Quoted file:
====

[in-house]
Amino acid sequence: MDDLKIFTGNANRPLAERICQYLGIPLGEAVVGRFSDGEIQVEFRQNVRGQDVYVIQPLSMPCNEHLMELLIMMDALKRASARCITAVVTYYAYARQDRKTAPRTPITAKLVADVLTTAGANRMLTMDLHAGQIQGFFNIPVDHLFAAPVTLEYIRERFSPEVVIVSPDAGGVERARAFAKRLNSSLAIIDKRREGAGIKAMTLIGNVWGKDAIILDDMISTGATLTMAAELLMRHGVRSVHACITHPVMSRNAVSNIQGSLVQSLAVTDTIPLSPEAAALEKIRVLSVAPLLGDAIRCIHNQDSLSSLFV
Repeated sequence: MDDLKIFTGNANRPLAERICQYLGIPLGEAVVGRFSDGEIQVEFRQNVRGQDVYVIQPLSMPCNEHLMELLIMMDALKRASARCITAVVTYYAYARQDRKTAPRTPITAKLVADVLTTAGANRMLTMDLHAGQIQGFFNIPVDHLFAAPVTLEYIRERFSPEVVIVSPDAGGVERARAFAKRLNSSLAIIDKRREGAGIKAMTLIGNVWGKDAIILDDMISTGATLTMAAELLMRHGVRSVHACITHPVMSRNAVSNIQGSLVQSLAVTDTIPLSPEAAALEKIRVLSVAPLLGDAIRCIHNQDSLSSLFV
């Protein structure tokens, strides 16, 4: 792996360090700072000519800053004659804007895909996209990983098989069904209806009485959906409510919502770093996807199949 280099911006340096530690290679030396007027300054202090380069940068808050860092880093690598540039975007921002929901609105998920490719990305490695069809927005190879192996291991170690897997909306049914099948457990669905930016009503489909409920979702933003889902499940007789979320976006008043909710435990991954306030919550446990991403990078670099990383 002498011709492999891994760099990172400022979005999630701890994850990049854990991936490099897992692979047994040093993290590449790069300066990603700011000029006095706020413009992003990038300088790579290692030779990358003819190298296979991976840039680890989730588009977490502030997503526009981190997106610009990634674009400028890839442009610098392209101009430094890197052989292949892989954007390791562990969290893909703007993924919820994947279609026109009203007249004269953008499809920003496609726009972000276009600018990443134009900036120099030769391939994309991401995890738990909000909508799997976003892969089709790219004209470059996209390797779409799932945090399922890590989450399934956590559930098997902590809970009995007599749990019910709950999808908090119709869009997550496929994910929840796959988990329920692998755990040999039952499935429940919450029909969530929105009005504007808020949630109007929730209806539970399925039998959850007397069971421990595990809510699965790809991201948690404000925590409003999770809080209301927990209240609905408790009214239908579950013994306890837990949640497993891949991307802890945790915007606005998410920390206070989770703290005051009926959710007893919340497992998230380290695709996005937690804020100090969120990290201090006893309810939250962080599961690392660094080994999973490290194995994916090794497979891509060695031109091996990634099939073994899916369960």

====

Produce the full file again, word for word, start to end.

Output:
[in-house]
Amino acid sequence: MDDLKIFTGNANRPLAERICQYLGIPLGEAVVGRFSDGEIQVEFRQNVRGQDVYVIQPLSMPCNEHLMELLIMMDALKRASARCITAVVTYYAYARQDRKTAPRTPITAKLVADVLTTAGANRMLTMDLHAGQIQGFFNIPVDHLFAAPVTLEYIRERFSPEVVIVSPDAGGVERARAFAKRLNSSLAIIDKRREGAGIKAMTLIGNVWGKDAIILDDMISTGATLTMAAELLMRHGVRSVHACITHPVMSRNAVSNIQGSLVQSLAVTDTIPLSPEAAALEKIRVLSVAPLLGDAIRCIHNQDSLSSLFV
Repeated sequence: MDDLKIFTGNANRPLAERICQYLGIPLGEAVVGRFSDGEIQVEFRQNVRGQDVYVIQPLSMPCNEHLMELLIMMDALKRASARCITAVVTYYAYARQDRKTAPRTPITAKLVADVLTTAGANRMLTMDLHAGQIQGFFNIPVDHLFAAPVTLEYIRERFSPEVVIVSPDAGGVERARAFAKRLNSSLAIIDKRREGAGIKAMTLIGNVWGKDAIILDDMISTGATLTMAAELLMRHGVRSVHACITHPVMSRNAVSNIQGSLVQSLAVTDTIPLSPEAAALEKIRVLSVAPLLGDAIRCIHNQDSLSSLFV
């Protein structure tokens, strides 16, 4: 792996360090700072000519800053004659804007895909996209990983098989069904209806009485959906409510919502770093996807199949 280099911006340096530690290679030396007027300054202090380069940068808050860092880093690598540039975007921002929901609105998920490719990305490695069809927005190879192996291991170690897997909306049914099948457990669905930016009503489909409920979702933003889902499940007789979320976006008043909710435990991954306030919550446990991403990078670099990383 002498011709492999891994760099990172400022979005999630701890994850990049854990991936490099897992692979047994040093993290590449790069300066990603700011000029006095706020413009992003990038300088790579290692030779990358003819190298296979991976840039680890989730588009977490502030997503526009981190997106610009990634674009400028890839442009610098392209101009430094890197052989292949892989954007390791562990969290893909703007993924919820994947279609026109009203007249004269953008499809920003496609726009972000276009600018990443134009900036120099030769391939994309991401995890738990909000909508799997976003892969089709790219004209470059996209390797779409799932945090399922890590989450399934956590559930098997902590809970009995007599749990019910709950999808908090119709869009997550496929994910929840796959988990329920692998755990040999039952499935429940919450029909969530929105009005504007808020949630109007929730209806539970399925039998959850007397069971421990595990809510699965790809991201948690404000925590409003999770809080209301927990209240609905408790009214239908579950013994306890837990949640497993891949991307802890945790915007606005998410920390206070989770703290005051009926959710007893919340497992998230380290695709996005937690804020100090969120990290201090006893309810939250962080599961690392660094080994999973490290194995994916090794497979891509060695031109091996990634099939073994899916369960």